The English conquered the Welsh people in 1282, and we're still there. You want independence but you arn't going to get it so frankly, its you who can bugger off.

I jest, I really dont care about all the petty home nations nationalism. I'm British, not English, Scottish or Welsh and don't see parts of my country breaking away as a good thing.

There is no reason, in law or logic, for Wales to have a separate legal/education system. Scotland has the Act of Union to support there system, Wales has no such thing. England and Wales are the same country in all but name when it comes to law and education and have been for so long that what is the point in changing it?

The Kingdom of Northumbria was subdued by other powers, yet anybody calling for a seperate nation now is crackers. I apply the same logic to Welsh nationalists
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Curzon
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#33
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#33
(Original post by Renner)
There is no reason, in law or logic, for Wales to have a separate legal/education system. Scotland has the Act of Union to support there system, Wales has no such thing. England and Wales are the same country in all but name when it comes to law and education and have been for so long that what is the point in changing it?

The Kingdom of Northumbria was subdued by other powers, yet anybody calling for a seperate nation now is crackers. I apply the same logic to Welsh nationalists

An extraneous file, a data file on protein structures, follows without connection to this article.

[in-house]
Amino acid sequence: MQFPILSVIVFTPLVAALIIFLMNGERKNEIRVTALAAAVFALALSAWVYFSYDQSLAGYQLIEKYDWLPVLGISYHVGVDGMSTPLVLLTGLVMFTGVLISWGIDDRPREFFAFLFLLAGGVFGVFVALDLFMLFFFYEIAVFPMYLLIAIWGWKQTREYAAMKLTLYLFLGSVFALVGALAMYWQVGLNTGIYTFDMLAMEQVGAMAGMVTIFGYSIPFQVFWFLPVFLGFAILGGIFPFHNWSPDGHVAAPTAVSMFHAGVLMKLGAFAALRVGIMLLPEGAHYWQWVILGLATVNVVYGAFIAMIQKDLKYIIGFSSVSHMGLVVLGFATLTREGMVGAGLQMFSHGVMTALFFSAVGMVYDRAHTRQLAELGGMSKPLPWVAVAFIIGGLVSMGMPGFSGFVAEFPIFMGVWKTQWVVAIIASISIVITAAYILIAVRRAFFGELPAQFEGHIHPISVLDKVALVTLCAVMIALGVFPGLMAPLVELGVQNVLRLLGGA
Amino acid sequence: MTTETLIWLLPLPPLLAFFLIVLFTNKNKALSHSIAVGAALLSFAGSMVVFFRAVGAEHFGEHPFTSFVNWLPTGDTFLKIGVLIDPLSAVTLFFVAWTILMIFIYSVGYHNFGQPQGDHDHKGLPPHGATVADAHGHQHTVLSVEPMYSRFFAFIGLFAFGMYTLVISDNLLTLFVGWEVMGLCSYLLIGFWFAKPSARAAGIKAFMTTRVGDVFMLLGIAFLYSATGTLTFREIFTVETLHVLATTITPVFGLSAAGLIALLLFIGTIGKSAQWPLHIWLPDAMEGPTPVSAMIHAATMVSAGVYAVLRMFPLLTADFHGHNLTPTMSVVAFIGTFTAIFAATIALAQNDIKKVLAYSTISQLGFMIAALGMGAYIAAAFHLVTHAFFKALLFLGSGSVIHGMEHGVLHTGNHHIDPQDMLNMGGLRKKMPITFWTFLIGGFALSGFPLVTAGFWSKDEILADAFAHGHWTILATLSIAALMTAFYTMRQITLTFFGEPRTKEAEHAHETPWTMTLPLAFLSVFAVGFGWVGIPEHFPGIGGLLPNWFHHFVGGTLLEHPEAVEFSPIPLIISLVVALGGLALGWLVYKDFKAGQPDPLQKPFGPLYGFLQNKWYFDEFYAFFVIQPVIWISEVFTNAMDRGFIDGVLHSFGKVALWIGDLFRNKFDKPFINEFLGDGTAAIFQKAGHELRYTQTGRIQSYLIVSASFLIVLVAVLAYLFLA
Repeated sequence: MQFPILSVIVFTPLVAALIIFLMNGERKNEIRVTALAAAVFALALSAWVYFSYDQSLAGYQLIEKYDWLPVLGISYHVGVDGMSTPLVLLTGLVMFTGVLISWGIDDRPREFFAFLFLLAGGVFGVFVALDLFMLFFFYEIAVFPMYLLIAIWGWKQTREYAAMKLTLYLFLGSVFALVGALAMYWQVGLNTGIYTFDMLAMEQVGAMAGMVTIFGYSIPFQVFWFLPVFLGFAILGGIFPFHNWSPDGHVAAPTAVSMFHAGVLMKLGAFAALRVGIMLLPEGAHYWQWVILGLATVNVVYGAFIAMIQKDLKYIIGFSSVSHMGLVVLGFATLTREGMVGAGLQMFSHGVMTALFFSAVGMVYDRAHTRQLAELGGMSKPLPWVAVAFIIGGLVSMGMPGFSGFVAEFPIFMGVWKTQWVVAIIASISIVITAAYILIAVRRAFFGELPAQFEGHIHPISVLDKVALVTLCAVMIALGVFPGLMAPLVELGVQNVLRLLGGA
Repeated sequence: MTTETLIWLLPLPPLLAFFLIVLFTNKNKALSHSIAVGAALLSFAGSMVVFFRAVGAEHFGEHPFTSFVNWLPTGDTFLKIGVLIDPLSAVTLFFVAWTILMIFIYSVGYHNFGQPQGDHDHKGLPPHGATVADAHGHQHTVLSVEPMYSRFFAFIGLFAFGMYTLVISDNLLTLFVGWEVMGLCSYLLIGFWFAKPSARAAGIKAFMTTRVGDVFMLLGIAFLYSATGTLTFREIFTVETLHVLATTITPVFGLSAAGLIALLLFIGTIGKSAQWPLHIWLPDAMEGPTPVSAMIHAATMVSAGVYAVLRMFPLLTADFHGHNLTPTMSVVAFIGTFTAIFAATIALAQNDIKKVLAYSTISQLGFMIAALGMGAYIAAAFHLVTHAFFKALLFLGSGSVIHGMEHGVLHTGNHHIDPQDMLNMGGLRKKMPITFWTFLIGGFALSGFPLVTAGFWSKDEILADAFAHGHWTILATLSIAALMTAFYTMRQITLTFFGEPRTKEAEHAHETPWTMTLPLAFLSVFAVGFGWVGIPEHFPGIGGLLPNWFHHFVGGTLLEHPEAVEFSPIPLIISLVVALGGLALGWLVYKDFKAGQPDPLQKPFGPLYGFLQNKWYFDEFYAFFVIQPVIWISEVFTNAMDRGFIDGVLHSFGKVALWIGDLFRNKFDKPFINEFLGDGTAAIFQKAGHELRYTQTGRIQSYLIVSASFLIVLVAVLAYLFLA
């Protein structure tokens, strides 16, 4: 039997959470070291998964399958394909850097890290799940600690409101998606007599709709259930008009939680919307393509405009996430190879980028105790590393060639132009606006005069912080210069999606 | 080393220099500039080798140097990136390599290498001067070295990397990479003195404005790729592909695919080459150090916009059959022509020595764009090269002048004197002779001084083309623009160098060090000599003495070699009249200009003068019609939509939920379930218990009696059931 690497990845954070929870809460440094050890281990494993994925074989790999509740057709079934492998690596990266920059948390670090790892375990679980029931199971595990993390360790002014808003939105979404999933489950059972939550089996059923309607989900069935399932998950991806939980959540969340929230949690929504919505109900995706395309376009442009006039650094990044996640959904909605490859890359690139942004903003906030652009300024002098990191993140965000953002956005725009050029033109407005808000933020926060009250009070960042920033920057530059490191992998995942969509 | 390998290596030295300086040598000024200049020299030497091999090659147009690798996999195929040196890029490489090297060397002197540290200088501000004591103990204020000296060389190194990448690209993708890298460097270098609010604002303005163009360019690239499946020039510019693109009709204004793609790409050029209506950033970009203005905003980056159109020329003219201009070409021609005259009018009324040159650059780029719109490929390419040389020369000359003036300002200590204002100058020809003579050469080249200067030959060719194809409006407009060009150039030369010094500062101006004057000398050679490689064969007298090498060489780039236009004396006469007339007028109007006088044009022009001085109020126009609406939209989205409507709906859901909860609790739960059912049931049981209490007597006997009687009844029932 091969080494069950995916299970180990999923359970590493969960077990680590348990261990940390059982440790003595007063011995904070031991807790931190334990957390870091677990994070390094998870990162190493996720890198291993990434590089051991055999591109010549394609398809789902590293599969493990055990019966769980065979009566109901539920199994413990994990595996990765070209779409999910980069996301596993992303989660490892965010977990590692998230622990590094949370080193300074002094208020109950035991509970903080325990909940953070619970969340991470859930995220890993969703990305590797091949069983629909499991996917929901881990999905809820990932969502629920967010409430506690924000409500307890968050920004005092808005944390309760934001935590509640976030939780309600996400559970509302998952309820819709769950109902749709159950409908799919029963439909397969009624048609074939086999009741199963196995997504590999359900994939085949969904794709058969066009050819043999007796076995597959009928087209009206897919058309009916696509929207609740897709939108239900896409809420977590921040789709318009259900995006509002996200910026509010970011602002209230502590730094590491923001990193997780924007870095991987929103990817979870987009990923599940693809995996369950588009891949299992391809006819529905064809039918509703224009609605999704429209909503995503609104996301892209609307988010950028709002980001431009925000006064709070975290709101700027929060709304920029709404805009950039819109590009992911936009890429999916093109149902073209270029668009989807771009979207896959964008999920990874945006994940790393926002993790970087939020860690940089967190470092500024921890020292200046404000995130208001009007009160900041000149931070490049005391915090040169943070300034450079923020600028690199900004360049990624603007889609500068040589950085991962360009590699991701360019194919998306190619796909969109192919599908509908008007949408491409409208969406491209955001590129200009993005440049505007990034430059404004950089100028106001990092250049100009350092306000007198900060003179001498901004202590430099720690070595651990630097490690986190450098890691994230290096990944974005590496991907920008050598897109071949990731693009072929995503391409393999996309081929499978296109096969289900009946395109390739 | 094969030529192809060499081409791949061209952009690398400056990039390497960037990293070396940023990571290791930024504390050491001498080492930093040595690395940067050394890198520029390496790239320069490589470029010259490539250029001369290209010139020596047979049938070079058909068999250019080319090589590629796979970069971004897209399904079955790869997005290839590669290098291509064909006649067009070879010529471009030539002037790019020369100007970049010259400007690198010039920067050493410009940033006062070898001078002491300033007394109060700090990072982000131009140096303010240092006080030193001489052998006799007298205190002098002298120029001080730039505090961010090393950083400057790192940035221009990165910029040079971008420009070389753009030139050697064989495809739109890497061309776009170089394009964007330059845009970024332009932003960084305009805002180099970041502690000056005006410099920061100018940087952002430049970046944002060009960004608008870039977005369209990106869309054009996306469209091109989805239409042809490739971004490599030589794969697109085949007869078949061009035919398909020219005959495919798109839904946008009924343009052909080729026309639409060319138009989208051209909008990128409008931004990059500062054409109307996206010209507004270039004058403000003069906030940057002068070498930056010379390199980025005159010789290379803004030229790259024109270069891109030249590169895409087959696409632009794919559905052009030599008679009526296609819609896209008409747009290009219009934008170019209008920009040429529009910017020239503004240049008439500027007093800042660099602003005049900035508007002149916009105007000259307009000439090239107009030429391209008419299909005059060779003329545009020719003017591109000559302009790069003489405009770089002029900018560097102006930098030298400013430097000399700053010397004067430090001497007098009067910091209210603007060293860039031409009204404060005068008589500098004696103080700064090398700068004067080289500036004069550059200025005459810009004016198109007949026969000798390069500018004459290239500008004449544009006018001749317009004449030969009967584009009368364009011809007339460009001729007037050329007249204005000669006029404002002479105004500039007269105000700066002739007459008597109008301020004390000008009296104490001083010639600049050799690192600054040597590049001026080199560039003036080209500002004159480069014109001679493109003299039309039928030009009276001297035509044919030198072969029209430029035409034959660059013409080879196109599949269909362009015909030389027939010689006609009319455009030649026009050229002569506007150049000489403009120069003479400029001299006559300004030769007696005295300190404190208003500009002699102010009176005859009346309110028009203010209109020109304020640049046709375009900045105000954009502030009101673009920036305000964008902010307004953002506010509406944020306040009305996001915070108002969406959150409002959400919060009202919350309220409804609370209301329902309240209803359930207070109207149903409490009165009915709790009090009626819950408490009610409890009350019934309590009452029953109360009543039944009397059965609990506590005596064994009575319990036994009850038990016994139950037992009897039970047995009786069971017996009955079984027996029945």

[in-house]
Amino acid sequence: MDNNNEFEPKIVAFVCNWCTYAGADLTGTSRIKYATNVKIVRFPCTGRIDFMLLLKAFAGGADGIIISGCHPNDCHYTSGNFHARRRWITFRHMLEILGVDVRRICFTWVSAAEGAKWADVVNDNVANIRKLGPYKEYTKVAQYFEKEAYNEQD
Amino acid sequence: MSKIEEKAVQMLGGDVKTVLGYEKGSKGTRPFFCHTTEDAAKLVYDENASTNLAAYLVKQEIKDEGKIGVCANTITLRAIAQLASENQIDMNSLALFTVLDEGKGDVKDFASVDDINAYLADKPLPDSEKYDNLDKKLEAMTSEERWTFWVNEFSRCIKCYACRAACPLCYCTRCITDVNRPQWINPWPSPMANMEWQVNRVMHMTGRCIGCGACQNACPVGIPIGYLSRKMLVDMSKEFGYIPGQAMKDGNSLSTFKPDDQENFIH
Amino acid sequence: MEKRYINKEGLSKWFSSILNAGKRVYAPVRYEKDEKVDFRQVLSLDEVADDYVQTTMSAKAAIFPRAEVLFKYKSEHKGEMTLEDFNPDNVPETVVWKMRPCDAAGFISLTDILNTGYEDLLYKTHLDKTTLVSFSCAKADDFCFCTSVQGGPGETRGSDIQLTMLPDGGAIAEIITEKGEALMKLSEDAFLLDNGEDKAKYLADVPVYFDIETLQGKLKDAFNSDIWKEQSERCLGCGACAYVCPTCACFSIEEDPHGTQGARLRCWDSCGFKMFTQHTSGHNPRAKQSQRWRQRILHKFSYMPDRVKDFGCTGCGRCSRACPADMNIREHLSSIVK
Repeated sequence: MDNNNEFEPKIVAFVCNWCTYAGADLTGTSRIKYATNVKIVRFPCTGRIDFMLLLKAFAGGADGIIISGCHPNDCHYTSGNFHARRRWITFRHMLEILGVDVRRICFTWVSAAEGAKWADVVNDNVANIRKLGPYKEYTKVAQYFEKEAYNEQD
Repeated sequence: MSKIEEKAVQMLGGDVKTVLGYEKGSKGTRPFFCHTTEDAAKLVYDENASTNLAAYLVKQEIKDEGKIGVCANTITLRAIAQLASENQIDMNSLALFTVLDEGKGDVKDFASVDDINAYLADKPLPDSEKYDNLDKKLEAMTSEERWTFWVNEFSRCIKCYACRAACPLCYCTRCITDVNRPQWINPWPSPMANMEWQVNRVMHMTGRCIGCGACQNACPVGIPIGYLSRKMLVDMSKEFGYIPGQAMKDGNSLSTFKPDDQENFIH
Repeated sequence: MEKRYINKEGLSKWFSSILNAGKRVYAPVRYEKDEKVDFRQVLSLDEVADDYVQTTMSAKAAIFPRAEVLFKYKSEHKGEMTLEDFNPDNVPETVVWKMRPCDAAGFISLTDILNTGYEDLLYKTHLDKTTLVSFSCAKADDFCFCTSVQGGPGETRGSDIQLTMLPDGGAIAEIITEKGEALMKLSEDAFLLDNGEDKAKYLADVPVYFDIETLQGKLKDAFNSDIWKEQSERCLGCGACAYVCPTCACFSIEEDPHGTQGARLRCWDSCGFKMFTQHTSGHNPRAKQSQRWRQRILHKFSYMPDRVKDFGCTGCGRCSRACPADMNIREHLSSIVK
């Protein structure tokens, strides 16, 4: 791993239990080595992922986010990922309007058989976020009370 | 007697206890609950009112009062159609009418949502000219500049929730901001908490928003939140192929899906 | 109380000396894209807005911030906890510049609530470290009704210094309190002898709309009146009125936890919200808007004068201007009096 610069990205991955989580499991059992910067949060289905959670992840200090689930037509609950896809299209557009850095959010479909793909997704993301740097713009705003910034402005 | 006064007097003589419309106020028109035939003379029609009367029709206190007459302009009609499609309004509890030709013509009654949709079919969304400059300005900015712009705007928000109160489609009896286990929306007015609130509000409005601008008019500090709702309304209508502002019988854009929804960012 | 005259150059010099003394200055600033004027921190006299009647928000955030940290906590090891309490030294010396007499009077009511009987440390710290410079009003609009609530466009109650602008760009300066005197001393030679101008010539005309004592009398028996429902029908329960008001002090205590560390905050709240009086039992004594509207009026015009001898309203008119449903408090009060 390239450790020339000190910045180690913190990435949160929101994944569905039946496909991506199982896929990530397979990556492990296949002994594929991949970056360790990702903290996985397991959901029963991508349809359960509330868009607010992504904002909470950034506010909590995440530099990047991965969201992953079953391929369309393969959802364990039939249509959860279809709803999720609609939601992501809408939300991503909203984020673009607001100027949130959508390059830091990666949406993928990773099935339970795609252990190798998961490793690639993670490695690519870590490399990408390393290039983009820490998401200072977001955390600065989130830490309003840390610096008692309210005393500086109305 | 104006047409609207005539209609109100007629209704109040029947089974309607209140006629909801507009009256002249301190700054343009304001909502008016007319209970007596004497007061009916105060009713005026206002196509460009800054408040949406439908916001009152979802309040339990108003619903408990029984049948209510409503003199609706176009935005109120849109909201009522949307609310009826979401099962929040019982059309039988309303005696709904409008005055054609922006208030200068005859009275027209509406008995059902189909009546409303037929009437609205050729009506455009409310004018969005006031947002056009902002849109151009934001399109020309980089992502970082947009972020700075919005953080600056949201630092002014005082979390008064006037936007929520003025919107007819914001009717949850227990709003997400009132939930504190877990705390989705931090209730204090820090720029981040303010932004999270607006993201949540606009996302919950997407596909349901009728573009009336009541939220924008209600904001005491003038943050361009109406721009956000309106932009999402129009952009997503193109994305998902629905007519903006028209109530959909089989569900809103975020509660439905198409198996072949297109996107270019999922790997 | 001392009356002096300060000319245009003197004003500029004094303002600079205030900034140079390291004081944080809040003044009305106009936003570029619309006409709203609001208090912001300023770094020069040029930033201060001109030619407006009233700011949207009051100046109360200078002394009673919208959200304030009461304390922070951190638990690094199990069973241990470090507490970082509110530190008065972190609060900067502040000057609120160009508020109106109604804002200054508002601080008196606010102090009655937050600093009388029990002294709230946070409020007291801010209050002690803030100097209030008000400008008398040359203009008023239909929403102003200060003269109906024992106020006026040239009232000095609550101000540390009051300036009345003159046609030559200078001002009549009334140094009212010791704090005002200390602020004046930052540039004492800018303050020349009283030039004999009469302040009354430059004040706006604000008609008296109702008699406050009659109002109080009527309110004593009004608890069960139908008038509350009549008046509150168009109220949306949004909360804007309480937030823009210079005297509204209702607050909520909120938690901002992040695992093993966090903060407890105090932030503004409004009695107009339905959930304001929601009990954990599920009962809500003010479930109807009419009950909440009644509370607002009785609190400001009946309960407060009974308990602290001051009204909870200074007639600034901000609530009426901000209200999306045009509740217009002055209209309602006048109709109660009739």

I want Wales to have a separate system because as I said above, I want a federal UK with Wales, England, Scotland and Northern Ireland conducting their own affairs, and I'm not particularly alone in this view either.

Northumbria was an English kingdom of English people. Wales was also made up of separate kingdoms, or principalities more correctly, in those times. They had a separate language, separate customs, separate laws (which were mostly unanimous across the principalities). The Welsh and English are a separate people, whereas the Northumbrians were English so it's not really a valid comparison is it.
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Kaiser MacCleg
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#34
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#34
(Original post by Renner)
There is no reason, in law or logic, for Wales to have a separate legal/education system. Scotland has the Act of Union to support there system, Wales has no such thing. England and Wales are the same country in all but name when it comes to law and education and have been for so long that what is the point in changing it?